Today at 11am EDT (4pm BST), NASA is going to be making an announcement about new discoveries from its Kepler mission.
This time around, it looks like it might be about the Kepler mission in general, rather than a specific discovery. In a short summary, NASA said they would reveal “the latest planet candidate results from the agency's exoplanet-hunting Kepler mission.”
You’ll be able to watch the announcement live here, and we’ve also embedded the stream below.
The Kepler space telescope was launched in 2009, and since then it has found thousands of worlds beyond our Solar System. In 2014, scientists were forced to repurpose the mission after a second of the spacecraft’s four reaction wheels (used to orientate the telescope) broke.
This new mission, called K2, has continued to find plenty of exoplanets around other stars. Kepler finds planets by noting the dip caused as they pass in front of their star relative to us. This is known as the transit method.
But for a planet to be confirmed, three transits must be observed. This has made it difficult to find Earth-like worlds with orbits similar to ours, as observations must take place over several years. Nonetheless, we are getting better and better at finding such worlds.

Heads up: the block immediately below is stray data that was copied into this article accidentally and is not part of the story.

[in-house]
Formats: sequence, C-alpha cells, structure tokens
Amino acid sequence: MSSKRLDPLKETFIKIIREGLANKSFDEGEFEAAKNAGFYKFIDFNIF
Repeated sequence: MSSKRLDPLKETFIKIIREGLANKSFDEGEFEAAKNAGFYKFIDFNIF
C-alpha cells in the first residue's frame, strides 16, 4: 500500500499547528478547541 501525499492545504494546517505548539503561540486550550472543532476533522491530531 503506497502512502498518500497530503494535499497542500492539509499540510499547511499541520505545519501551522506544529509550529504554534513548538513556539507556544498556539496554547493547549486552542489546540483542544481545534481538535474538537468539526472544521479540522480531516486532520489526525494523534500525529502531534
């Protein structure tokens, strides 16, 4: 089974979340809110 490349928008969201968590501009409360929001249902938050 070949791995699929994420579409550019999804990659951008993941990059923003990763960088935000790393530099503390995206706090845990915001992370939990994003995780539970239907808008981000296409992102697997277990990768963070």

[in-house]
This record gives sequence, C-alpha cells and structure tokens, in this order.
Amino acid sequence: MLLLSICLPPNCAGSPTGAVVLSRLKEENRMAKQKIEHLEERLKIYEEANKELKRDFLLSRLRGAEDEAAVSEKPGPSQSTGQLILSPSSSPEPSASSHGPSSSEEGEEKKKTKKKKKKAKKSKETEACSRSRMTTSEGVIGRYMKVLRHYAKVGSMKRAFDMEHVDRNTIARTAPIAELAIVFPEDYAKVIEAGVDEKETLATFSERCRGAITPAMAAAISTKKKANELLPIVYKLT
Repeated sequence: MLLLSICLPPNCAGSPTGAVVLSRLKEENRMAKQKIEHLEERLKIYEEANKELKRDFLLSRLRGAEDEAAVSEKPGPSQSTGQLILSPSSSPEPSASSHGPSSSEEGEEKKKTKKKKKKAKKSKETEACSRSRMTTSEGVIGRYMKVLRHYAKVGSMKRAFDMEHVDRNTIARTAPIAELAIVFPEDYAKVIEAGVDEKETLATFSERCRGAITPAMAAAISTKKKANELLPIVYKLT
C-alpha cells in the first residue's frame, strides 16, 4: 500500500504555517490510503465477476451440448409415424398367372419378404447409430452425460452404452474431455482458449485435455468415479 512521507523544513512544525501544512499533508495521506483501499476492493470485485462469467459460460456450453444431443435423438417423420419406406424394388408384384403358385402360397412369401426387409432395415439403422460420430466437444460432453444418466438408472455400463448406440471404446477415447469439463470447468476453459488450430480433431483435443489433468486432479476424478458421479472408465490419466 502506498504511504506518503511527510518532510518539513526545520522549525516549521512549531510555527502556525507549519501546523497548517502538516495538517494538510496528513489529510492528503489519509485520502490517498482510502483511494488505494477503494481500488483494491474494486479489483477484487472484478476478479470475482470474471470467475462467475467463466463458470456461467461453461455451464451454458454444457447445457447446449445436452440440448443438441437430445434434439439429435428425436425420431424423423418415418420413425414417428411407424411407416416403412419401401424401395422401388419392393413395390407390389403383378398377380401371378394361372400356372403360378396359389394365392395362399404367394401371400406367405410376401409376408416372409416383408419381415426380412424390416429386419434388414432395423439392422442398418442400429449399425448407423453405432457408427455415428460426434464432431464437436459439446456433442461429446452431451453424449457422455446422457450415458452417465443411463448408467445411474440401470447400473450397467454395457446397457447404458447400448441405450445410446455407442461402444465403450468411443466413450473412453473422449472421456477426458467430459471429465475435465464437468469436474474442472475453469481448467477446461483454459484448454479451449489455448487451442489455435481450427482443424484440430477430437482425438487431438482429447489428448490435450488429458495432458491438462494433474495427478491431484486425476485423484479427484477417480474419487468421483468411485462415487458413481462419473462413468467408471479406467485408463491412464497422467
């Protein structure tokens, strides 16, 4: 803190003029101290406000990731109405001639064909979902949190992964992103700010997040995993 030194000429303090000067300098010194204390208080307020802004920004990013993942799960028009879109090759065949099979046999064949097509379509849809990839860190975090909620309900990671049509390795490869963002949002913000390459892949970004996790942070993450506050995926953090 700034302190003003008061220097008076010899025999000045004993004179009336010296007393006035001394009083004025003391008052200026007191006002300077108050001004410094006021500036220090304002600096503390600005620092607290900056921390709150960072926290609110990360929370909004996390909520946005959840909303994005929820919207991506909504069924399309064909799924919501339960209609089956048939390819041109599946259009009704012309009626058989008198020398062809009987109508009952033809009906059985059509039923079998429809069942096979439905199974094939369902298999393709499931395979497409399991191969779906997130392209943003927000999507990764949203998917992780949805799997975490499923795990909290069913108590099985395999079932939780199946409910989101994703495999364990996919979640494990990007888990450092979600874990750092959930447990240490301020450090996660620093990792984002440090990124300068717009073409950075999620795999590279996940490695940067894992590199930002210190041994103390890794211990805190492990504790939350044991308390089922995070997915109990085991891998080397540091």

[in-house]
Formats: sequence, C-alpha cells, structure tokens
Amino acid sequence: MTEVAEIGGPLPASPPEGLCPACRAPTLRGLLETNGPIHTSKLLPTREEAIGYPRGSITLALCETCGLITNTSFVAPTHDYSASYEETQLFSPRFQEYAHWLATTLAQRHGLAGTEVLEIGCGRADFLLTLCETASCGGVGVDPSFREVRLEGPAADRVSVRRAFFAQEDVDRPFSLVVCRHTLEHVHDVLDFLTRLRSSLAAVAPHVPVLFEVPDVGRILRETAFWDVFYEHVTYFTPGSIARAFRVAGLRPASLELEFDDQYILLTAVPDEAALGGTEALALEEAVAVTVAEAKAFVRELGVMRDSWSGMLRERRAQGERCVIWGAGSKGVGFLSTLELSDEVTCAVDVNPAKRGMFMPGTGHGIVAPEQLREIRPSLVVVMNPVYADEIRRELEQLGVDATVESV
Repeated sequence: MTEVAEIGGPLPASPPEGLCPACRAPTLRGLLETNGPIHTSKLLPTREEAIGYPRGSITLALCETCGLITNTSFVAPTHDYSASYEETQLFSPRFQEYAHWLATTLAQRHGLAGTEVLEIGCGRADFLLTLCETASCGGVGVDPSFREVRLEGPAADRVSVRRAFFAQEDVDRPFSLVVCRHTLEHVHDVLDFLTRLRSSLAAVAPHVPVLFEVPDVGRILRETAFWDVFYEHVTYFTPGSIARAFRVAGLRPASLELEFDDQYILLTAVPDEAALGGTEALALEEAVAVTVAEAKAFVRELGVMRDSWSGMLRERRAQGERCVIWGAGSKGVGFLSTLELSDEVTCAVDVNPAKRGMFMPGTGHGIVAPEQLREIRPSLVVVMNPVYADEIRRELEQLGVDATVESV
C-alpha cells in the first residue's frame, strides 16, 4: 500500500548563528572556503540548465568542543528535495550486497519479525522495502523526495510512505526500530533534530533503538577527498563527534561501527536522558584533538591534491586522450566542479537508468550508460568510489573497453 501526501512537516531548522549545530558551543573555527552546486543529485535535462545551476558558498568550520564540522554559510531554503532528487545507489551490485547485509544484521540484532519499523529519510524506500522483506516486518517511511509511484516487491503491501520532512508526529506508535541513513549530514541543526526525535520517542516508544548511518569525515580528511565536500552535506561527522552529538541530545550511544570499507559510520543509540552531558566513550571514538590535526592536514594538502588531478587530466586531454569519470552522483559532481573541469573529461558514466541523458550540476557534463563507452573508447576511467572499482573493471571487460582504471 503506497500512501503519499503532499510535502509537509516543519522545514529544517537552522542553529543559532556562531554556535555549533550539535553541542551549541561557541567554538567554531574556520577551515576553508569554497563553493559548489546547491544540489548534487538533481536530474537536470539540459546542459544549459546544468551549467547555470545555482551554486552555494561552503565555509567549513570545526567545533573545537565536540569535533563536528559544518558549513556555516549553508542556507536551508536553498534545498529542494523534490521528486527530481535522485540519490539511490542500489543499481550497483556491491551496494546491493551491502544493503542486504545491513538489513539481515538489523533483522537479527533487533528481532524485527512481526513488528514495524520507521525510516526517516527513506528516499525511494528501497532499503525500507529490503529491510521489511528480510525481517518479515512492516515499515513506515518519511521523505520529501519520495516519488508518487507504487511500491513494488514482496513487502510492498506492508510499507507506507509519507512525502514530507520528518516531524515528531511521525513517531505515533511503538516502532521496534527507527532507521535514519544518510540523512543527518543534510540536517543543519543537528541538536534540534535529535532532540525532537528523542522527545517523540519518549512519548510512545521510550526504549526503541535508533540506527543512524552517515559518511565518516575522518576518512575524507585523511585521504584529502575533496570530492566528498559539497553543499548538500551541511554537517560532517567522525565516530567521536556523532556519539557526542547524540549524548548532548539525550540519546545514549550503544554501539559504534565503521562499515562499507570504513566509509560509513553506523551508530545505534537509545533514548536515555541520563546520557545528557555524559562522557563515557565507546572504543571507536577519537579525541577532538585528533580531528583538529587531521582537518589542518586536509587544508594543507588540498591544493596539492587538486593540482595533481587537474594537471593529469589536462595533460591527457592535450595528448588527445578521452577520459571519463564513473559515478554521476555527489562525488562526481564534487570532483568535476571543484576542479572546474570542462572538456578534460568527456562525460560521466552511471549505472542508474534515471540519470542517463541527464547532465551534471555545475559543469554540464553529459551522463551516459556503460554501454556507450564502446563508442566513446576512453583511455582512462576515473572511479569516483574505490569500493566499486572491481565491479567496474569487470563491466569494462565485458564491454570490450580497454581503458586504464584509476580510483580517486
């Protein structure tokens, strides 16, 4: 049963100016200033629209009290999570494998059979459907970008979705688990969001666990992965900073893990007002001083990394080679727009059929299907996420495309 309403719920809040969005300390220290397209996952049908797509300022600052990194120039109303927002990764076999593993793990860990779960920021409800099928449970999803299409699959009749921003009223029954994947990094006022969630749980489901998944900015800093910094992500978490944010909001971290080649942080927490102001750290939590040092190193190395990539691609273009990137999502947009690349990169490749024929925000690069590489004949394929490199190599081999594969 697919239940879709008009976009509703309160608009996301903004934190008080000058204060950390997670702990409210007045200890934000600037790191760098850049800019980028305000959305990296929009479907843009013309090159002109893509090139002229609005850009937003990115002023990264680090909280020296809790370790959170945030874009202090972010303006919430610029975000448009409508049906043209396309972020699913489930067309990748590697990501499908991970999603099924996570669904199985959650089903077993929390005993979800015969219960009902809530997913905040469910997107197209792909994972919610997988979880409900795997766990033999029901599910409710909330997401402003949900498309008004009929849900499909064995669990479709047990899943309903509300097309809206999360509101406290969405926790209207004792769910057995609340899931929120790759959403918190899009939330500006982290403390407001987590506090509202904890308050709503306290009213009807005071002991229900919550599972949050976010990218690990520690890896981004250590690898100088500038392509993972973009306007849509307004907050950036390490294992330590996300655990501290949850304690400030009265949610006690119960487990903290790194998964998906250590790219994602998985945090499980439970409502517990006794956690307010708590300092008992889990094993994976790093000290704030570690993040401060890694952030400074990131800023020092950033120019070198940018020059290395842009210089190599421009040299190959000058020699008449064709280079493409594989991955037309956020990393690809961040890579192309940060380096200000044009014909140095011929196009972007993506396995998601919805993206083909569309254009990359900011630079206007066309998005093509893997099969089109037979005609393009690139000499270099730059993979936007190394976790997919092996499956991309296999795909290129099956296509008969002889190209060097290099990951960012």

“NASA’s Kepler space telescope became the first agency mission capable of finding Earth-sized planets in or near the habitable zone – the range of distances from a star where liquid water could pool on the surface of a rocky planet,” said NASA.
“In the data collected during the four years of its principal mission, Kepler has detected thousands of planets and planet candidates, varying widely in size and orbital distances, helping us better understand our place in the universe.”
NASA noted Kepler was using its most “sophisticated analyses” for planets yet, creating the “most complete and reliable accounting of distant worlds to date”. This survey is apparently opening up new ways to study exoplanets.
Exactly what this latest announcement will be isn’t clear yet, so we’ll have to tune in later to find out. Aside from watching the stream above, you can also ask questions during the briefing on Twitter using #AskKepler.
Although a word of caution, as always, that NASA probably won’t be announcing the discovery of life, which people often assume from these announcements. It’ll be cool nonetheless though, don’t you worry.